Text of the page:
The European Union needs to develop a coherent strategy and invest in tackling corruption outside its own neighbourhood.

The new study from the European Parliament Cost of Corruption in Developing Countries – How Effectively is Aid Being Spent? shows that addressing corruption through development aid is marginalised in the European Union’s overall anti-corruption strategy, despite a track-record of ambitious anti-corruption reforms in countries working towards EU membership. The EU could spend aid more effectively if it prioritised corruption control in developing countries. The first step would be to develop a clear strategy for supporting anti-corruption efforts – one that does not rely solely on audits and untargeted public financial management reforms. Less aid would be lost within EU programming if audits were complemented with other corruption prevention tools, and if the EU worked more actively to strengthen anti-corruption institutions and reforms in partner countries.

Implementing partners – a weak link in the aid delivery chain

The EU has a good institutional set-up for countering fraud in its own development aid operations. The European Commission for instance has well-designed guidelines for project cycle management, control and audits. However, from a development perspective it matters little whether funds are lost when they are managed by the donor organisation or by an implementing partner. In accession- and candidate countries, the EU frequently relies on partners such as the Council of Europe and the OECD to implement  anti-corruption interventions. The EU often cannot use these trusted partners outside Europe and its periphery, where their aid programmes are usually implemented through NGOs, contractors or other multilateral donors – without a clear plan for due diligence, monitoring and evaluation.  

No donor is an island – anti-corruption efforts are ineffective if national integrity systems are weak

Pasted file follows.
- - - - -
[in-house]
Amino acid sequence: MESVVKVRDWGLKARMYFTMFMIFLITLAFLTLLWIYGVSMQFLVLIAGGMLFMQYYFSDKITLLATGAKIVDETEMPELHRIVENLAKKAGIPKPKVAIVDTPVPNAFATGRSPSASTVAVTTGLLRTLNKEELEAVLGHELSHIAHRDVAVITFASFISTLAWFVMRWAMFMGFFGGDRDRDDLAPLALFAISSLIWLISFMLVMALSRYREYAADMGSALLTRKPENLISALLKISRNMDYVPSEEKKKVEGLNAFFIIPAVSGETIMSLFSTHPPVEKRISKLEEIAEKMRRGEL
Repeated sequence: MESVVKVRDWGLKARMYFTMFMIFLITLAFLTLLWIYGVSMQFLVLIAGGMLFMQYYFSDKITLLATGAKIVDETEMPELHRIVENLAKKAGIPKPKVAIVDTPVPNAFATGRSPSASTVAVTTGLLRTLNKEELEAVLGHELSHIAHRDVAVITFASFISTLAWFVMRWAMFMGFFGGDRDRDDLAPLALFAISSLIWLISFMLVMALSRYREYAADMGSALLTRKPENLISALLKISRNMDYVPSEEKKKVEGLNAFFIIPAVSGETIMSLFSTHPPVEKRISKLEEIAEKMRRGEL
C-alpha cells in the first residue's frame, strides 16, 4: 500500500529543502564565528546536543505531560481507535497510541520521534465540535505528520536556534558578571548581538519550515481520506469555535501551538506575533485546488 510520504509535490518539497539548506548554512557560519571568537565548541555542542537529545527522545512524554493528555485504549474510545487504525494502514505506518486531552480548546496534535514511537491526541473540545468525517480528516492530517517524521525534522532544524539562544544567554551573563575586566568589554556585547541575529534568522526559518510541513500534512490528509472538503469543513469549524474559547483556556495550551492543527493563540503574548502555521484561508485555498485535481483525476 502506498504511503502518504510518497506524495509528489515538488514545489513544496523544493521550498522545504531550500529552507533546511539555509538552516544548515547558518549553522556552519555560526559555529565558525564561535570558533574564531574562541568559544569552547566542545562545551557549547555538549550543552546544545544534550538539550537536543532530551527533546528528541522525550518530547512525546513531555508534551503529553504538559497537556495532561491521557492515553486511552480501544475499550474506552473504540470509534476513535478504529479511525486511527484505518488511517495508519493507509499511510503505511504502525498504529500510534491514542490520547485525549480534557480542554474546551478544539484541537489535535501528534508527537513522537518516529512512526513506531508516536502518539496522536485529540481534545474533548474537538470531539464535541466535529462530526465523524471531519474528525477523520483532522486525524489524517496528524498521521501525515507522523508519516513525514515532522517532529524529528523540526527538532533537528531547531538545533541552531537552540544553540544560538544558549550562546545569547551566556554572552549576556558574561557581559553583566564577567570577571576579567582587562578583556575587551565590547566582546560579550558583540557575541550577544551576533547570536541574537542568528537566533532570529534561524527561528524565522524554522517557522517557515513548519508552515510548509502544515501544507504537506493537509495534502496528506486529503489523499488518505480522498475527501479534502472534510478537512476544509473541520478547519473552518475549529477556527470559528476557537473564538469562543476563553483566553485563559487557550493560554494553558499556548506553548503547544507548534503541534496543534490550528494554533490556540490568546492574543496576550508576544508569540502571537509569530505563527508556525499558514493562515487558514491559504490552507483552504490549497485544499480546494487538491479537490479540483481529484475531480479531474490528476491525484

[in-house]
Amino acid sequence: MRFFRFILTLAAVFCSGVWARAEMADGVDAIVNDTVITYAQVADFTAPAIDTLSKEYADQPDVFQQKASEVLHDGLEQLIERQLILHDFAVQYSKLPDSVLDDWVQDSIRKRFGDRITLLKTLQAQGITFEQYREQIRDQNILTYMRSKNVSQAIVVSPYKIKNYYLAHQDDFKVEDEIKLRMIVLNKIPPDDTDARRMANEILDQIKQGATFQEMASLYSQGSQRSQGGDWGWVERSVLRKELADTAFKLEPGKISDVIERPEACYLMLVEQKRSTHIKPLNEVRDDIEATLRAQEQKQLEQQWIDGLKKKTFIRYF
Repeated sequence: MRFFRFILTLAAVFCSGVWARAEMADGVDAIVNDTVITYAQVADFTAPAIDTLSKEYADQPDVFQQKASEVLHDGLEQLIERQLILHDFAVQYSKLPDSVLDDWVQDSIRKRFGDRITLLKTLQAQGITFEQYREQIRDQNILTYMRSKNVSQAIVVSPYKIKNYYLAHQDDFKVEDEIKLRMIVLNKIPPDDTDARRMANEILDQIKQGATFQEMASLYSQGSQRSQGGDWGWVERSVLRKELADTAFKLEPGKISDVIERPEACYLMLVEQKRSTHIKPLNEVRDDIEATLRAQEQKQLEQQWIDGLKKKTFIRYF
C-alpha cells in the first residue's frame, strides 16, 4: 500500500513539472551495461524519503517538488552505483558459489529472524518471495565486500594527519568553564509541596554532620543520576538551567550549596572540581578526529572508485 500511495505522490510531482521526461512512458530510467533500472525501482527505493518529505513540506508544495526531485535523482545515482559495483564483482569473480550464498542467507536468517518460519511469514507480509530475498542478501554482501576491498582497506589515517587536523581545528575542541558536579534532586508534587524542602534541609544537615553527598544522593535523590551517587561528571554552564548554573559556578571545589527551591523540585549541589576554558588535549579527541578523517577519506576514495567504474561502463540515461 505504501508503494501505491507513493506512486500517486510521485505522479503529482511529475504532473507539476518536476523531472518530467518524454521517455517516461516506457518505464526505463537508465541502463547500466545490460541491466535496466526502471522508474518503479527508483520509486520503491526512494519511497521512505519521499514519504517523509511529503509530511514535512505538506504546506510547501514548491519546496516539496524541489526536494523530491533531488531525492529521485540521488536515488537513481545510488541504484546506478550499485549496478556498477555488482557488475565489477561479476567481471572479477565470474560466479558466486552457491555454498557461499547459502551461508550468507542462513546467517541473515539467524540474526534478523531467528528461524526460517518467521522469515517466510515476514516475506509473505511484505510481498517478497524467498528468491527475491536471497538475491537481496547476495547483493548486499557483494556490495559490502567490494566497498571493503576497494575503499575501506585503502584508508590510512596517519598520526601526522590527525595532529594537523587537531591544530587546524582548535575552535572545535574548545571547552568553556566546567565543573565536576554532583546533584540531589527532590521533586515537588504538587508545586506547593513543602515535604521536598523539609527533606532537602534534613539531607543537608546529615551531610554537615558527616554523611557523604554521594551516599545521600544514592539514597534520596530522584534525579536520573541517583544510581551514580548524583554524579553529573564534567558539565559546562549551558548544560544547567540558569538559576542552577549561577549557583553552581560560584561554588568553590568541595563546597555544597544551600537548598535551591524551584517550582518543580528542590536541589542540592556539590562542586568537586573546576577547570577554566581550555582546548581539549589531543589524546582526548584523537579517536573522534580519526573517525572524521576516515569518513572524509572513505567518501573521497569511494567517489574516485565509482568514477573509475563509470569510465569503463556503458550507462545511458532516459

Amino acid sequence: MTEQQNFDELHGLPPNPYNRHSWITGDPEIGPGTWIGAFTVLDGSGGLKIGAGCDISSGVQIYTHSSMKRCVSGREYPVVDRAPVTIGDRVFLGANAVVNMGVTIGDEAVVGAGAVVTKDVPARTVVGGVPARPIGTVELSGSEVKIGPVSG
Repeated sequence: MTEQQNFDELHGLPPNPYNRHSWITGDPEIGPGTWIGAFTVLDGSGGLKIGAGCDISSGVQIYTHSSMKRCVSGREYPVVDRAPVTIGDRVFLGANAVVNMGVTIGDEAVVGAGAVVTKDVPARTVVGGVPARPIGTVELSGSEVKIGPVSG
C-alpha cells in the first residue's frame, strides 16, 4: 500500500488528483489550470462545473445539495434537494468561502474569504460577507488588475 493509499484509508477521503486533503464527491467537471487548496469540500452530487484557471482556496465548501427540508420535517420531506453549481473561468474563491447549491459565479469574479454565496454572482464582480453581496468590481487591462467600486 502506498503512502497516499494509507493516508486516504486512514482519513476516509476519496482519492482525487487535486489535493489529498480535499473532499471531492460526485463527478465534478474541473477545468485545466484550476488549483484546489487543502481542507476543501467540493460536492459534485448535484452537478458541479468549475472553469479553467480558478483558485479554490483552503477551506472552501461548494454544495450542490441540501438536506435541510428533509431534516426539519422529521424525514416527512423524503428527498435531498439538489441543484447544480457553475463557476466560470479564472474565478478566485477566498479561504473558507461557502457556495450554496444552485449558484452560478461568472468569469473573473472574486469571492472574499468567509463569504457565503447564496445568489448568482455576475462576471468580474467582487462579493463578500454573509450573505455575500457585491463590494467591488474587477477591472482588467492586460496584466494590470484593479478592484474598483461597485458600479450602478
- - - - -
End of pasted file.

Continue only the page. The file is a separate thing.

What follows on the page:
Strong national integrity systems are important regardless of whether support is delivered by the EU itself, through implementing partners, or as budget support. The investments in corruption risk management should be proportional to the overall aid budget, regardless of the chosen mode of aid delivery. The EU currently provides little strategic guidance for staff on how to strengthen the integrity systems of partner countries. The EU should – jointly with other donors – support the establishment of strong local systems for corruption control.  This includes central and local government systems on audits, procurement, and open budgets, but also social accountability mechanisms to enable watchdogs and citizens to check the state. Little of this is actually done.

Potentially large pay-offs for investments in corruption control

The EU needs more in-house expertise to effectively disburse the large amounts of funds, oversee the implementation of programmes and control how money is spent. More spot checks, random specialised audits, whistle-blowing systems and fraud checklists (red flags) would likely lead to less corruption.

The EU is lagging behind other donors on tackling corruption in aid. The good news is that the cost-benefit ratio of better corruption controls and support to anti-corruption reforms is bound to be high. Considering the current low level of investment in strengthening partner governments’ anti-corruption systems, the expected reduction in funds that are lost to graft or wasted would likely be substantial with increased investment. Less leakage will promote better development results.

(U4 advisors presented the study to the European Parliament´s Committee on Development, 14 July 2015: section 10 in this video)